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Housing forum this Saturday

Advocates for affordability will confront the high cost of living here.

Islands, by geography, are exclusive, but continually escalating home prices have created a rift on Bainbridge that’s as effective as any natural boundary.

The island’s year-to-date median home price – the point at which half of homes cost more and half less – hit $551,000 in March, a number that’s out of reach of many home buyers.

With the population expected to grow by 7,000 people over the next 20 years, that number is likely to increase.

This Saturday, those concerned about the future of island housing can attempt to bridge the gap at a Community Housing Summit from 9 a.m. to 2:30 p.m. at City Hall. The meeting is open to the public, but those interested in attending are asked to call 842-1206 to make a reservation.

“We’re really excited about this,” said Kat Gjovik, director of the Community Housing Coalition. “We want to give people a chance to talk, consider and digest the ideas that are presented and that come up during the meeting.”

State Representative and housing advocate Mark Miloscia will speak at the event, as will Mayor Darlene Kordonowy.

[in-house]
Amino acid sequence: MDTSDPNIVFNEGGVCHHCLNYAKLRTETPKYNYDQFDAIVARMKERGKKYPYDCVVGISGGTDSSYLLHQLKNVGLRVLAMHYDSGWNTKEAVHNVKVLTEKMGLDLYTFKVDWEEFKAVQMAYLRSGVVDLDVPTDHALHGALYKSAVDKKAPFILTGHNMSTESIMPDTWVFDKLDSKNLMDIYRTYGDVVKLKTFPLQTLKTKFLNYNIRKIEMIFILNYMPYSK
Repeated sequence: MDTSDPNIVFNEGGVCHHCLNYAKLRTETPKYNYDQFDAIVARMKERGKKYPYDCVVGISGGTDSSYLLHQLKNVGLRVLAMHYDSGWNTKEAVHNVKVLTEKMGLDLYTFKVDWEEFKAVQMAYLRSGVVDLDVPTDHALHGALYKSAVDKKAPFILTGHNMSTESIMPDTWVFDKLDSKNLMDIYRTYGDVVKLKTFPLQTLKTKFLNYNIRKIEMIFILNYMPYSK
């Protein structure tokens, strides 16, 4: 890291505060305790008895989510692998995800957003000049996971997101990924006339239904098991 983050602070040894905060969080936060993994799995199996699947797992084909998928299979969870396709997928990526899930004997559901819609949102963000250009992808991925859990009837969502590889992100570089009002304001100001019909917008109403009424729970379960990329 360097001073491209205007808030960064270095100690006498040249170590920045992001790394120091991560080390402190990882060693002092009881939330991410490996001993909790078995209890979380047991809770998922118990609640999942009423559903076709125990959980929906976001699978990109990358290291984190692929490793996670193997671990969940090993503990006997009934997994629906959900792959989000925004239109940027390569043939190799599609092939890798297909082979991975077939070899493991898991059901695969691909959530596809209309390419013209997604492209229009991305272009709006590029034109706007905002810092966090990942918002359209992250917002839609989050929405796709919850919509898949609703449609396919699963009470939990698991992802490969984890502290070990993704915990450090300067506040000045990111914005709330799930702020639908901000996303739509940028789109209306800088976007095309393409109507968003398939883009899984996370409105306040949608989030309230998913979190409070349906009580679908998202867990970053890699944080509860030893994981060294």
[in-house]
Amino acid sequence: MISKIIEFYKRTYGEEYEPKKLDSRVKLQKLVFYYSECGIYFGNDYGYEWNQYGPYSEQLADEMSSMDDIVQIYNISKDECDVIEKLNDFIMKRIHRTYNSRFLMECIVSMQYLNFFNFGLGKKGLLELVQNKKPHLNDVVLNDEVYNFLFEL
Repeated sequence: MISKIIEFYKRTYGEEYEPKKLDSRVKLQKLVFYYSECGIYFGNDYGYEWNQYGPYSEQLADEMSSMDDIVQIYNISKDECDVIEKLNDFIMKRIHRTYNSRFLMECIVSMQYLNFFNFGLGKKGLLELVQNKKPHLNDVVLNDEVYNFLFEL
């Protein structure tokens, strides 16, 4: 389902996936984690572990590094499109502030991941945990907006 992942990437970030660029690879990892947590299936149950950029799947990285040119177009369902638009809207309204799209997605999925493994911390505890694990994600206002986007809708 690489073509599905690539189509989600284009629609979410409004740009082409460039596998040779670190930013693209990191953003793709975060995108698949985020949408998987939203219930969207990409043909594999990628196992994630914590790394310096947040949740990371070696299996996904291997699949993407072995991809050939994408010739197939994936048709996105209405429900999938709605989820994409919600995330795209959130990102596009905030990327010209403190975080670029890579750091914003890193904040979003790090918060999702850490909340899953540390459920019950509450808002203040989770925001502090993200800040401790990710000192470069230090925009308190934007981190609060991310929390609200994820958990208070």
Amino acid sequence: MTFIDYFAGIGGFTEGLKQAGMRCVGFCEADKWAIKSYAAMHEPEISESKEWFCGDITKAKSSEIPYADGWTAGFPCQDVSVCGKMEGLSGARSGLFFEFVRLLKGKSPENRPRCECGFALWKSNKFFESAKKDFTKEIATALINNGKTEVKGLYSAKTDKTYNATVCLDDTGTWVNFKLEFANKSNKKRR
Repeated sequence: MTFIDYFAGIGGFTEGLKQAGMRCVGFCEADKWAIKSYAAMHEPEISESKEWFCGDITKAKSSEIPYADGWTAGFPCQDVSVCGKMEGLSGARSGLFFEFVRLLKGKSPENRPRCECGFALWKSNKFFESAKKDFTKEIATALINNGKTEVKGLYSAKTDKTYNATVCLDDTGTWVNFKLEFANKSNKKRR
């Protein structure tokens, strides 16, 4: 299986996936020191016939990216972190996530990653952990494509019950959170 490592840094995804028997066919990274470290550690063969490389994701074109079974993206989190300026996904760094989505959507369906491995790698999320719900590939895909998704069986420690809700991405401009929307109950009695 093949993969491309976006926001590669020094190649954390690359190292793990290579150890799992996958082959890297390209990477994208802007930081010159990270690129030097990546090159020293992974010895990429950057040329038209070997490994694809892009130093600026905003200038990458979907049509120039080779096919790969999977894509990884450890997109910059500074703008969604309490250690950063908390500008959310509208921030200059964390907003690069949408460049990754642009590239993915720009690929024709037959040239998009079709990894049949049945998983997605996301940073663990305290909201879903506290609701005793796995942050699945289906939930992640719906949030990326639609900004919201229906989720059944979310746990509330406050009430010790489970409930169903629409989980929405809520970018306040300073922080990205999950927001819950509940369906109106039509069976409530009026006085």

In addition to creating public dialogue, the meeting will introduce several planned solutions, including an affordable housing ordinance, a cottage housing ordinance and plans to create community land trusts, which offer affordable homeownership in high-priced areas to those with modest incomes.

Susan Felten, of Remax Unlimited, has seen first-hand the skyrocketing prices.

“I’ve noticed a lot more high-end sales recently,” said Felten, referring to houses that sold for more than $900,000. “At this rate, our kids won’t be able to move back to the island.”

Gjovik said it’s not only young people who are being priced off the island; single parents, the elderly and the disabled are also at risk.

“We’re going to have a good cross-section of people at the meeting,” she said, adding that around 70 people are expected to attend. “We really want people to get involved in any way they can.

“There’s not one single solution to the problem of affordable housing, so we have to be innovative. The sky’s the limit.”

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